Assessing the Value and Benefits of Youth Sports for Kids in 2013
Now that 2013 is underway it’s a good time to reflect on youth sports and all the wonderful things kids learn from being part of a sports team. Sure, the times have changed and more kids today are specializing in one sport, playing year-round, and some are even involved in travel leagues — still, the lessons kids learn remain the same. In fact, I would argue that youth sports might be the best place for a youngster to learn about things like mental toughness, discipline, motivation, and resiliency — four of the most important aspects to life success.
I often talk to coaches and parents about the importance of Athletic Transferable Skills, and how these skills are closely related to confidence development (and sport psychology studies show confidence is related to performance success). Unfortunately, kids don’t always recognize these skills on their own, making it even that much more important for adults to talk openly and often about them. Listed below are a few important Athletic Transferable Skills kids often experience in youth sports:
- Being a great team player. It is important we help kids understand what it means to be a great team player, which at times requires leadership skills while other times means being a good follower. When team members play in synchrony, team cohesion and chemistry improve, and team success usually follows. Ironically, teamwork is also important in the classroom, as well as in many careers, making it a big skill for kids to master while playing sports.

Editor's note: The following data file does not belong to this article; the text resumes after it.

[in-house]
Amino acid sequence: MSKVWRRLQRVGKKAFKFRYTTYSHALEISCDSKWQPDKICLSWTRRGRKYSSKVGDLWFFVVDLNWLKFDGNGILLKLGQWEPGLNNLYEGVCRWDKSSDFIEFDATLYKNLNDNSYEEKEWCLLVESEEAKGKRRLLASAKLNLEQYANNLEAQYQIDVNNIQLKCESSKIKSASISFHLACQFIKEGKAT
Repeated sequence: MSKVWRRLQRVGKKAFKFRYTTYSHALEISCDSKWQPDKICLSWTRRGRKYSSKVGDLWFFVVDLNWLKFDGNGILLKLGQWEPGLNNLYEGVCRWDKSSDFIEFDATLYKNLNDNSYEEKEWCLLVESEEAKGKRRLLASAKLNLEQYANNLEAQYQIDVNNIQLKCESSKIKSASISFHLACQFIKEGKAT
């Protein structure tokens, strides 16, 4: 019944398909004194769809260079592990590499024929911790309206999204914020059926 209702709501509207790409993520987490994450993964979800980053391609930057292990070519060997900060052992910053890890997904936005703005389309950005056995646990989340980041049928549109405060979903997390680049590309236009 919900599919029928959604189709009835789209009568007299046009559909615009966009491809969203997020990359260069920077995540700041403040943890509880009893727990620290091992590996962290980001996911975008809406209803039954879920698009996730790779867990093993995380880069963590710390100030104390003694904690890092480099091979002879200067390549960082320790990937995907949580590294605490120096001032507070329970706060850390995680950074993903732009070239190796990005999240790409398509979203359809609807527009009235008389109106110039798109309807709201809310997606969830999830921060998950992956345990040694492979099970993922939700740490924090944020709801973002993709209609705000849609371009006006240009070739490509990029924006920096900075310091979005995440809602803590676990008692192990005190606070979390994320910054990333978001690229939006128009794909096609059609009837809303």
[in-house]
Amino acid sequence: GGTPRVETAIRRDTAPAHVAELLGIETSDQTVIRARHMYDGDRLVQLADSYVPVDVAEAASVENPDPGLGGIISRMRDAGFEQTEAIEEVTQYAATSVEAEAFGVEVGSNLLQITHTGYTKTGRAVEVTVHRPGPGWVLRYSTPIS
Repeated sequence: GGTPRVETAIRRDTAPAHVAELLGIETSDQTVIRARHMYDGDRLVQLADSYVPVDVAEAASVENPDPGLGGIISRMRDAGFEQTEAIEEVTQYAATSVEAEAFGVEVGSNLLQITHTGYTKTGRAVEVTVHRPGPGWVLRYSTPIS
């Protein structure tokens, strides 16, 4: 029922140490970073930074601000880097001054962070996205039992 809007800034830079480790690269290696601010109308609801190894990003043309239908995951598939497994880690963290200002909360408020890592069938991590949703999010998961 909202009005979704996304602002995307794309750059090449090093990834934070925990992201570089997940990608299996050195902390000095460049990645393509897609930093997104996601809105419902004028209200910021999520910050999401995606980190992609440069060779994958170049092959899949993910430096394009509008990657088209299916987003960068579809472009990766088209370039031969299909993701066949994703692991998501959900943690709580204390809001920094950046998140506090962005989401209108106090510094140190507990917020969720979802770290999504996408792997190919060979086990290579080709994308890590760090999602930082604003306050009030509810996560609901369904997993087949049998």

- Resiliency. Everyone who competes in sports will eventually experience stress, anxiety, frustration, and yes – losing. As the old saying goes, “it’s not how many times you fall down, but how many times you get up.” Resiliency is key not only for athletic success, but everything we do in life.
- Multi-tasking. Young athletes learn early on about the importance of planning their schedules and juggling all the things they do, including sports, school, and other activities. Being able to multi-task is a great skill to develop and today’s young athletes typically learn how to do this very early in their careers.
- Problem solving. In sports we often see average teams over-achieve by learning how to problem solve and use enthusiasm and team spirit to gloss over deficiencies in talent. Life is no different than sports in that we are often pushed to be creative in our problem solving abilities and make the most of the talents we have.
Of course, there are countless more great skills and experiences kids enjoy from playing sports, but this is a short list of some of my favorites. Take time to sit down with your kids and talk about how sports can be used to help them eventually trampoline into bigger and more successful life experiences. Good luck!
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